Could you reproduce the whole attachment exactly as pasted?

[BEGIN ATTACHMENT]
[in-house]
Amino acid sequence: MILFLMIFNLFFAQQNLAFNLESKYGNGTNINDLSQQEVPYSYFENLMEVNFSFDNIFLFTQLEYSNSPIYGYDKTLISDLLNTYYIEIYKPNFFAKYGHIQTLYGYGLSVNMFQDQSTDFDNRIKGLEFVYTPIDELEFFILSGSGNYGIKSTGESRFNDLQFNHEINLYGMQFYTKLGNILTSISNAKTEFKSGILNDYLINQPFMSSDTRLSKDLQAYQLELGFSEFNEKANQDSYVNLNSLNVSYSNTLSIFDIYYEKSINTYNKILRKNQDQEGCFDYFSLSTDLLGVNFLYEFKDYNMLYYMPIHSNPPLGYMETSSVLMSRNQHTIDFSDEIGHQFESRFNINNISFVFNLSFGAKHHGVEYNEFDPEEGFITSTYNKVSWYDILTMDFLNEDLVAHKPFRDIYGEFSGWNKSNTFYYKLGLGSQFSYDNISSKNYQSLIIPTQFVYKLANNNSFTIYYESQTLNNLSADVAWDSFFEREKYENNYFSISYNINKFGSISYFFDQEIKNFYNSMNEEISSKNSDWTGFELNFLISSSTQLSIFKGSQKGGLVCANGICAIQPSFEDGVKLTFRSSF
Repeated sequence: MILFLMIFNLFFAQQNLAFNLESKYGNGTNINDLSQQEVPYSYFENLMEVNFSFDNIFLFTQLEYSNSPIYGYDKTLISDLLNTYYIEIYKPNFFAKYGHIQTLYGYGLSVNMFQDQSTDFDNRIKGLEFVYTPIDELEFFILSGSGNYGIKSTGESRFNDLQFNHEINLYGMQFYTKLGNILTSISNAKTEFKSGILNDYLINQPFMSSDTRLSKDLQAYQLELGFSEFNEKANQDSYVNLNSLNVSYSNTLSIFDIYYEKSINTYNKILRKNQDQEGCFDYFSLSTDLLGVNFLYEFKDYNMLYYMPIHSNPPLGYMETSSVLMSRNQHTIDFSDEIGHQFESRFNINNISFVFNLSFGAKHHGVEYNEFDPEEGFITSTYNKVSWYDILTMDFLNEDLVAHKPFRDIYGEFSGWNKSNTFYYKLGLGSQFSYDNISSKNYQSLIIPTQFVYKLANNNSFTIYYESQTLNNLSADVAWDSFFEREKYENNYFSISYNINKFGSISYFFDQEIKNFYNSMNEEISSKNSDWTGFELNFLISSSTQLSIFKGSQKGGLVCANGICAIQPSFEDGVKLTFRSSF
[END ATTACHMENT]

[in-house]
Amino acid sequence: MILFLMIFNLFFAQQNLAFNLESKYGNGTNINDLSQQEVPYSYFENLMEVNFSFDNIFLFTQLEYSNSPIYGYDKTLISDLLNTYYIEIYKPNFFAKYGHIQTLYGYGLSVNMFQDQSTDFDNRIKGLEFVYTPIDELEFFILSGSGNYGIKSTGESRFNDLQFNHEINLYGMQFYTKLGNILTSISNAKTEFKSGILNDYLINQPFMSSDTRLSKDLQAYQLELGFSEFNEKANQDSYVNLNSLNVSYSNTLSIFDIYYEKSINTYNKILRKNQDQEGCFDYFSLSTDLLGVNFLYEFKDYNMLYYMPIHSNPPLGYMETSSVLMSRNQHTIDFSDEIGHQFESRFNINNISFVFNLSFGAKHHGVEYNEFDPEEGFITSTYNKVSWYDILTMDFLNEDLVAHKPFRDIYGEFSGWNKSNTFYYKLGLGSQFSYDNISSKNYQSLIIPTQFVYKLANNNSFTIYYESQTLNNLSADVAWDSFFEREKYENNYFSISYNINKFGSISYFFDQEIKNFYNSMNEEISSKNSDWTGFELNFLISSSTQLSIFKGSQKGGLVCANGICAIQPSFEDGVKLTFRSSF
Repeated sequence: MILFLMIFNLFFAQQNLAFNLESKYGNGTNINDLSQQEVPYSYFENLMEVNFSFDNIFLFTQLEYSNSPIYGYDKTLISDLLNTYYIEIYKPNFFAKYGHIQTLYGYGLSVNMFQDQSTDFDNRIKGLEFVYTPIDELEFFILSGSGNYGIKSTGESRFNDLQFNHEINLYGMQFYTKLGNILTSISNAKTEFKSGILNDYLINQPFMSSDTRLSKDLQAYQLELGFSEFNEKANQDSYVNLNSLNVSYSNTLSIFDIYYEKSINTYNKILRKNQDQEGCFDYFSLSTDLLGVNFLYEFKDYNMLYYMPIHSNPPLGYMETSSVLMSRNQHTIDFSDEIGHQFESRFNINNISFVFNLSFGAKHHGVEYNEFDPEEGFITSTYNKVSWYDILTMDFLNEDLVAHKPFRDIYGEFSGWNKSNTFYYKLGLGSQFSYDNISSKNYQSLIIPTQFVYKLANNNSFTIYYESQTLNNLSADVAWDSFFEREKYENNYFSISYNINKFGSISYFFDQEIKNFYNSMNEEISSKNSDWTGFELNFLISSSTQLSIFKGSQKGGLVCANGICAIQPSFEDGVKLTFRSSF